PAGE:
REP. ADAM KINZINGER (R-IL): Donald Trump is a symptom of years and years of leaders, you know, profit-driven radio shows, whatever, turning the base into this angry, fearful, you know, victimized group of people.

RUSH LIMBAUGH, RADIO PERSONALITY: If any race of people should not have guilt about slavery, it`s Caucasians. The white race has probably had fewer slaves and for a briefer period of time than any other in the history of the world.


REID: And this is the same guy who in 2010 called, you know, Obamacare reparations and used that to like excite his audience. I mean, this has been decade after decade after decade of people feeding that and Donald Trump was a listener. That`s why he gave him the Presidential Medal of Freedom. He was a (INAUDIBLE). And so I think when you`ve -- do you think at this point the Republican base has been so captured by that sense of grievance, that national whine that you can`t undo it and that is why Ron Johnson is still viable?

SYKES: The short answer is yes. And I have to say, Joy, look, for many years I was part of this and did not recognize this and among my great regrets has been going along some of this and going along and promoting Ron Johnson. And I am deeply regretful. And I think the Democrats will be deeply regretful if they don`t do everything possible to oust him.

But you`re absolutely right, and I think Adam has come around to this view, which is that this is function was a preexisting condition. And I do think that that juxtaposition you just played is very, very important because, you know, we`re living in the world Rush Limbaugh created and that Donald Trump would not be president if it was not for people like Rush Limbaugh preparing the way for him.

And so I also think that it`s true that even if Donald Trump disappeared from the political world today, this wouldn`t change, this dynamic of what we`re seeing the Ron Johnsons of the world, the embrace of conspiracy theories, the obsession with identity politics, that sense of victimization, the politics of ginning up fear and anger against other people, other Americans. That`s now part of the world that we live in and that`s what Ron Johnson has now embraced and he`s gone along with it, but I think he`s gone further because I think he`s gone down so many rabbit holes, you can`t count them anymore. But, yes, this is part of the reality that we face in 2022.

REID: Let me just play just to underscore that point. This is a current Wisconsin talk show host. Her name us Vicki McKenna. This was her on insurrection day, on January 6th. Here she is.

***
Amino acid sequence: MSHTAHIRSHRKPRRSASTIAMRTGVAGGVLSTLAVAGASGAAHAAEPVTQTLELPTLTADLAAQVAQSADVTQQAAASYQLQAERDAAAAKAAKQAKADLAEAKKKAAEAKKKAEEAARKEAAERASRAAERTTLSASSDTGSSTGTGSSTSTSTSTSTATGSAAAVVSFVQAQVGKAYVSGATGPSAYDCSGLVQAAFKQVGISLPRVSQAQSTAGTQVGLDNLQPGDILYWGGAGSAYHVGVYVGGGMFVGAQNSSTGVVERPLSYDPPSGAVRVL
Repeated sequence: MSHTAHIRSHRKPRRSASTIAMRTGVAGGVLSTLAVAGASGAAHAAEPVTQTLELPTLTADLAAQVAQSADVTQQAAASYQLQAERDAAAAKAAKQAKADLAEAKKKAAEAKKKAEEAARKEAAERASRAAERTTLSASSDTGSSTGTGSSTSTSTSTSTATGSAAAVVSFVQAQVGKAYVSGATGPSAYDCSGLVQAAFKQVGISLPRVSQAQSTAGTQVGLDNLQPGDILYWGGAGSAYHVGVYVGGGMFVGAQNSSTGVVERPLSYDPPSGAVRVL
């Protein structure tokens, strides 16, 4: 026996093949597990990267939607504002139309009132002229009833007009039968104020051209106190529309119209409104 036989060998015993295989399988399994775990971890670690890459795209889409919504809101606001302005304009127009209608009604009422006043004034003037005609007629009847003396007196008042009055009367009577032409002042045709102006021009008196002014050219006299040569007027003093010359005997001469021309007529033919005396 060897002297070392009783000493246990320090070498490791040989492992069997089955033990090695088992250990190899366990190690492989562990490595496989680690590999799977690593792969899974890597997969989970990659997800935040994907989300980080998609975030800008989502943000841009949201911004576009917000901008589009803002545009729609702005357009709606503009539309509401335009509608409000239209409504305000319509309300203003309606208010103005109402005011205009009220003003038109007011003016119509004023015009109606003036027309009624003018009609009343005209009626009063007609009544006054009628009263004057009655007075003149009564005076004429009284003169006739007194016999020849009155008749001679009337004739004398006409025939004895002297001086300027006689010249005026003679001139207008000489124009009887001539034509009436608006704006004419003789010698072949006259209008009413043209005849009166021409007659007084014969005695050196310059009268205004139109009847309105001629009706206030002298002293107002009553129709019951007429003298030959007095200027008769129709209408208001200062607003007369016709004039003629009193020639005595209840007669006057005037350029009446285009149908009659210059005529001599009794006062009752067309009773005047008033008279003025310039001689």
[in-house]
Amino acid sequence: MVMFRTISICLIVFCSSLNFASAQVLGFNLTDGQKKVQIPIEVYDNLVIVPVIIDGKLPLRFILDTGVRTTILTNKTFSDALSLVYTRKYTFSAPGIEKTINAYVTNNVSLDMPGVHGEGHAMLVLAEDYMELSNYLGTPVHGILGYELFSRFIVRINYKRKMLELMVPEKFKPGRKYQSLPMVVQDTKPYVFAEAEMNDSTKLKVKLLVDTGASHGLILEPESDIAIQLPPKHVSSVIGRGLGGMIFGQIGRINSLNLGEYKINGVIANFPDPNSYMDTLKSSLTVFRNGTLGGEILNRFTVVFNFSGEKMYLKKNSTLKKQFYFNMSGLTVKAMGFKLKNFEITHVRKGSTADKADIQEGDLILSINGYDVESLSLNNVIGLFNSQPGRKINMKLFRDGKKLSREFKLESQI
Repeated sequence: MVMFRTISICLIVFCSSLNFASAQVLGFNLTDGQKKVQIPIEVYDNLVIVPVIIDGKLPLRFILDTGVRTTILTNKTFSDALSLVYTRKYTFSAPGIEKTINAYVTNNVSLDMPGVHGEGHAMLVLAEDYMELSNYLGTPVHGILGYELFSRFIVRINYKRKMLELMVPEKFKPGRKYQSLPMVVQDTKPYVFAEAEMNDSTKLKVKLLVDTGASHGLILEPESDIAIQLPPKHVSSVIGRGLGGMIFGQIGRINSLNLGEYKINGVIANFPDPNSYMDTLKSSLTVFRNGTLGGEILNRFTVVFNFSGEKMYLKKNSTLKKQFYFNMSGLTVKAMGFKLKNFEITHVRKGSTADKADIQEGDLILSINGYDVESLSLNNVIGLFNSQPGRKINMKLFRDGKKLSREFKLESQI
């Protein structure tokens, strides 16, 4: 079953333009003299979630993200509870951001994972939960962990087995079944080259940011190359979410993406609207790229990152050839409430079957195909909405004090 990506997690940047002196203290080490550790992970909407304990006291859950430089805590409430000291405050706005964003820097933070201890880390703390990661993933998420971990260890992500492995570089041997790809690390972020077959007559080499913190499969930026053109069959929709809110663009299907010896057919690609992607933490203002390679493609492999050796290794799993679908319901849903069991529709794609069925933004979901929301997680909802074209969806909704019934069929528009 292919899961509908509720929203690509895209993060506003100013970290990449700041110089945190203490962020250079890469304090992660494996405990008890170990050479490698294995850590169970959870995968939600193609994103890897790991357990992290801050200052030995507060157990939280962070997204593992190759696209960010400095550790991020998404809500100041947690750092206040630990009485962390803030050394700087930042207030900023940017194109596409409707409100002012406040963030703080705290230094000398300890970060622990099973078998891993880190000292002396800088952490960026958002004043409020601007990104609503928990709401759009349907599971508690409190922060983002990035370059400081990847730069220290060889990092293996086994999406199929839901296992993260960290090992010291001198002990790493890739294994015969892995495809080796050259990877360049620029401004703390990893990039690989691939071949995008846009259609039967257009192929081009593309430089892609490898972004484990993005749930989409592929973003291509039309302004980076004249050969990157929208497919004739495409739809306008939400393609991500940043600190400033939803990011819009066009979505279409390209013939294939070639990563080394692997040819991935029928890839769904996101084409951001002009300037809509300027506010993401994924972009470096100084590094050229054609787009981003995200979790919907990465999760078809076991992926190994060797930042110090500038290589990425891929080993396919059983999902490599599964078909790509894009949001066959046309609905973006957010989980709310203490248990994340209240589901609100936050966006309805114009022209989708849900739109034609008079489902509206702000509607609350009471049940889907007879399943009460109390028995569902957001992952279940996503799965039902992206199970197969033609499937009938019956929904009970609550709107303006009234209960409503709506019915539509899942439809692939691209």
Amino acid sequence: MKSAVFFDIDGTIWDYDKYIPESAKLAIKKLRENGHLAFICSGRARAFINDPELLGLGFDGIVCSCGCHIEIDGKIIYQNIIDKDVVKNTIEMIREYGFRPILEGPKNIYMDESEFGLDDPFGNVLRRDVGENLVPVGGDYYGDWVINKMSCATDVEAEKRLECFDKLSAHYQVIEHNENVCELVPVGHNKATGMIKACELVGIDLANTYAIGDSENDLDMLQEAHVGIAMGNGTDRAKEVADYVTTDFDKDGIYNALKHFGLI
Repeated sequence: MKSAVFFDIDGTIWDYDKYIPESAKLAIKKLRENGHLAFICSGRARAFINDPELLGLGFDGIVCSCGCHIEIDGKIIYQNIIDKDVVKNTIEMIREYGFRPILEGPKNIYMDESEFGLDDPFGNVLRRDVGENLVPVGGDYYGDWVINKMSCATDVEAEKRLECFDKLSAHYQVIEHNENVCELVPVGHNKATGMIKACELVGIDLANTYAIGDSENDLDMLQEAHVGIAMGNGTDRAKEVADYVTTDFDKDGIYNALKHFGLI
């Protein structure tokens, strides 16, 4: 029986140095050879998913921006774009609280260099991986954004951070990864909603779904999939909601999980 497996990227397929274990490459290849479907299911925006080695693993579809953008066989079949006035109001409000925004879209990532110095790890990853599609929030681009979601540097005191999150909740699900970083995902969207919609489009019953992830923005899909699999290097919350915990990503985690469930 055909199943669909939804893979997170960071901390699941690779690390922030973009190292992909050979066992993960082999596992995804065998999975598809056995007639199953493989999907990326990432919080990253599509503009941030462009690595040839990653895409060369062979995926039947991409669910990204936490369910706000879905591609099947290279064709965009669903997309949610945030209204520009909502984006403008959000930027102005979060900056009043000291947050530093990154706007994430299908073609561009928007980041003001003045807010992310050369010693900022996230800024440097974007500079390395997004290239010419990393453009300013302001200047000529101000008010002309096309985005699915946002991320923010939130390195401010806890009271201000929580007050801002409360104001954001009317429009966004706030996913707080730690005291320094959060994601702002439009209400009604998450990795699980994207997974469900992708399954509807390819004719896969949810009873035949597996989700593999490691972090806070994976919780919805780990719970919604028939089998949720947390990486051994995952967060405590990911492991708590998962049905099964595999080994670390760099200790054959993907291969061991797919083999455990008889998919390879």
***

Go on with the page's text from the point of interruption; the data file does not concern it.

VICKI MCKENNA, WISCONSIN TALK SHOW HOST: On this solemn day of remembrance, I can`t take any of this garbage seriously. January 6th was a lot like one day of the occupation of the Wisconsin Capitol when Scott Walker was Governor, and exactly nothing like the riots in Minneapolis, the riots in Kenosha, the riots in Madison.


REID: And this is why -- I mean, one of the other things that Kinzinger, or Representative Kinzinger said is that what brought Donald Trump back to life more than anything else was Kevin McCarthy running down to Mar-a-Lago like a toady and getting on one knee to Donald Trump and bringing him back to life, right, even though he knew it was wrong.

And so this line that Ms. McKenna is saying, this is the line now, that is why Kevin McCarthy, the only way he can buy the loyalty of those idiot crew that now really run the House is to promise to expel Ilhan Omar or run Adam Schiff out of town, like he has to do that, right, like that`s the only way he can survive.

SYKES: Right. What you just played was the id of the Republican Party in Wisconsin today. And, you know, Ron Johnson is very much a creature of shows like Vicki McKenna`s these days. Most of the outrageous thing you see, you hear him say are set on shows like this. And it is this sort of feedback loop of doom.

But that moment that Adam Kinzinger described is really extraordinary because it was about five minutes when after January 6th when Republicans had that moment where they thought, oh, my gosh, you know this is gone too far. You know, Donald Trump is dangerous, he`s reckless, he`s crazy and that lasted for about five minutes.


And then, of course, Kevin McCarthy did what the rest of the party did, which was to go down and bow the knee. And you see now that they`ve created this narrative, the narrative that it was January 6th was really no big deal. It was no different than other protests that were largely peaceful or, you know, compare it to riots took place elsewhere, obviously, lighting the fact that it was an attempt to overturn a presidential election and that it was aimed at stopping the counting of the electoral vote.

But, yes, in order to understand Ron Johnson, you need to listen to people like Vicki McKenna because that`s who he listens to.

REID: That`s right. This is why for years and years and years, I listened to Rush Limbaugh, I listen to (INAUDIBLE), I listen to Glen Beck. Because if you don`t know what they`re saying, you really don`t understand what is going on over there on the other side of this thing.

SYKES: Exactly right.

REID: You need to listen to it, folks out there. It is eye-opening. Charlie Sykes, thank you very much. I hope Adam Kinzinger will come on the show one time to talk to him. I appreciate you.

Up next on THE REIDOUT, Jim Jordan, the guy who said he has nothing to hide his now refusing to cooperate in a big test for the January 6th committee because if they don`t vigorously pursue Jordan, they will never go after Trump.

Also, President Biden and Vice President Harris head to Georgia to argue for voting rights legislation, but in a late development tonight, a coalition of voting rights group says it will not participate in the Biden Harris event.

Plus, I`ll have a frank discussion with a woman who doesn`t think she needs the COVID vaccine and why doctors and scientists say she does.

And tonight`s absolute worst today, a repeat offender, we try to find someone else, you all, I swear but no one else came close.

THE REIDOUT continues after this.